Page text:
India rejects One Laptop Per Child (Register)
Posted Jul 27, 2006 14:38 UTC (Thu) by gdt
In reply to: India rejects One Laptop Per Child (Register)
Parent article: India rejects One Laptop Per Child (Register)
...believe that the OLPC's IT professionals like Nicholas Negroponte, et al, haven't done their homework...
Why should they believe they have done their "homework" -- the Internet allows Indian education administrators to read the history of MIT Media Lab projects.
Within education circles there is a lot of discussion about the cost efficiciency of PCs versus other learning aids. And that's for a hardware and software platform that has basically been unchanged in the fundamentals from 1995. OLPC cannot expect a consensus adequate for the spending of Rp billions for an untested aid.
Countries like India are well accustomed to rich foreign institutions inflicting inappropiate technologies, so they are naturally sceptical of the OLPC.
I've been quite amazed at the lack of engagement of OLPC with the teaching communities. The few OLPC presentations on the web talk in Silicon Valley Technical Jargon or Computer Vendorese. It's not even clear what the purpose of the machine is, in an educational sense. There's a world of curriculum material missing, even from the limited aims I've seen. For example, the discussion above talked about using the OLPC to supplant textbooks. So where are the texts? The idea in the discussion that the high cost of the OLPC can be spread across a decade of education is laughable. Even in kind environments computing equipment doesn't have that sort of life.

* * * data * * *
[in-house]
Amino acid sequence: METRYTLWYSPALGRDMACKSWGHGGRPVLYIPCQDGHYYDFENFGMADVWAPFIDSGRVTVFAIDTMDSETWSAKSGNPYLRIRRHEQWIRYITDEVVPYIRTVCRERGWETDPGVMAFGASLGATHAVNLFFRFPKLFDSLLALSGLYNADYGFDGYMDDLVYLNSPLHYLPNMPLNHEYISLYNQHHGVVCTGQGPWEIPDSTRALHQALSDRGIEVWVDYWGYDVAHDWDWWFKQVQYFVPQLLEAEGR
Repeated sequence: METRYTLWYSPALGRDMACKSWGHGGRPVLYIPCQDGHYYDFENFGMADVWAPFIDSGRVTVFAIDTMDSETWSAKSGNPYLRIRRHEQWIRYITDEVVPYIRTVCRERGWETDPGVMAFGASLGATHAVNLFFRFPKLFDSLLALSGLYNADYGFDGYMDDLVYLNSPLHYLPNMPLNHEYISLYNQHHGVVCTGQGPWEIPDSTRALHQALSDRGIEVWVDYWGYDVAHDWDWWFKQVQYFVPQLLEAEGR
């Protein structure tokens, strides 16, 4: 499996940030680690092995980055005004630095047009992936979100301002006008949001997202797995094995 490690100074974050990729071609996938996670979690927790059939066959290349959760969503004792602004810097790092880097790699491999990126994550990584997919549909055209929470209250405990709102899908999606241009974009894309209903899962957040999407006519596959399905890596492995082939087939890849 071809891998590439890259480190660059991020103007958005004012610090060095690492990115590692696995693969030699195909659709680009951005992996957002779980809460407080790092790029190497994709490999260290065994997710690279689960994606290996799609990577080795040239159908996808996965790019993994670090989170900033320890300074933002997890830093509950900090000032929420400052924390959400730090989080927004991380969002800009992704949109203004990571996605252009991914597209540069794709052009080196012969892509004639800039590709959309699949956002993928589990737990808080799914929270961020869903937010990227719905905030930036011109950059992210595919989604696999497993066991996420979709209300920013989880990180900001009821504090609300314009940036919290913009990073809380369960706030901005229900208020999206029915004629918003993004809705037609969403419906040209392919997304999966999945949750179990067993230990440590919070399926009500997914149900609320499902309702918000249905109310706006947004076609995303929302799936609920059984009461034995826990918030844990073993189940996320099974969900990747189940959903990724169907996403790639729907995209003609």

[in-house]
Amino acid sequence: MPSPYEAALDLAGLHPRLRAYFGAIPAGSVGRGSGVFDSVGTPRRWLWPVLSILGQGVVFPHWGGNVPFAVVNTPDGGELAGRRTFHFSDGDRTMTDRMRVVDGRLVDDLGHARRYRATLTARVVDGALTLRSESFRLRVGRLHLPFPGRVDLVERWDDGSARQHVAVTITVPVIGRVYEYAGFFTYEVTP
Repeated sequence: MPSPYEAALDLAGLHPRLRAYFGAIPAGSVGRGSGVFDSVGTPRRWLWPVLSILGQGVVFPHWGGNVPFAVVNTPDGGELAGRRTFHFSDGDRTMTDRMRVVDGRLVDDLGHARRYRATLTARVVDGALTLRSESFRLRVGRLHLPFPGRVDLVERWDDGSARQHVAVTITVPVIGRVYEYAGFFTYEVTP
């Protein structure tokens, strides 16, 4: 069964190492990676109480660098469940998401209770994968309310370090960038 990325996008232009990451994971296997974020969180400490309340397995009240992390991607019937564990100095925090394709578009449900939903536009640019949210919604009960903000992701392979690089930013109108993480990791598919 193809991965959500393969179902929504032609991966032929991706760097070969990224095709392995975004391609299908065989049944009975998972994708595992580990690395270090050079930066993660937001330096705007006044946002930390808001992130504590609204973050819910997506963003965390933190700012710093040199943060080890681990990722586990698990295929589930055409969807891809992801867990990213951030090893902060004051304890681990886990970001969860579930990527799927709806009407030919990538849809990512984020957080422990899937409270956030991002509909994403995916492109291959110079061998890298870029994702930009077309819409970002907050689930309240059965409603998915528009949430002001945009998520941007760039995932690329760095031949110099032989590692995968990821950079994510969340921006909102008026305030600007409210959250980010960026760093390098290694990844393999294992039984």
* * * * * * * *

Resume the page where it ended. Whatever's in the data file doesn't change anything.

OLPC is not an aid project. The proposal is that the Indian government pay for the hardware, so that hardware needs to compete against other parts of the education budget. That budget is dominated by staff and building costs. Acquiring OLPC means less teachers. The OLPC has insufficient history justify this.
Nonsensical. These are hardly "fancy tools"
Maybe not to you, but perhaps you should consider how few people in the world have actually ever used a computer.
...Banerjee -- a career political administrator...
A biased description. The page you link to also says he is a prize-winning poet, a published playwright, and on the board of a UNESCO-funded literacy research institute. Hard to think of a more qualified person to make the decision.
And if it is the wrong decision then it's of no consequence to Indian education. In that case the OLPC will be a success and the project will continue and India will buy the OLPC some time in the future.
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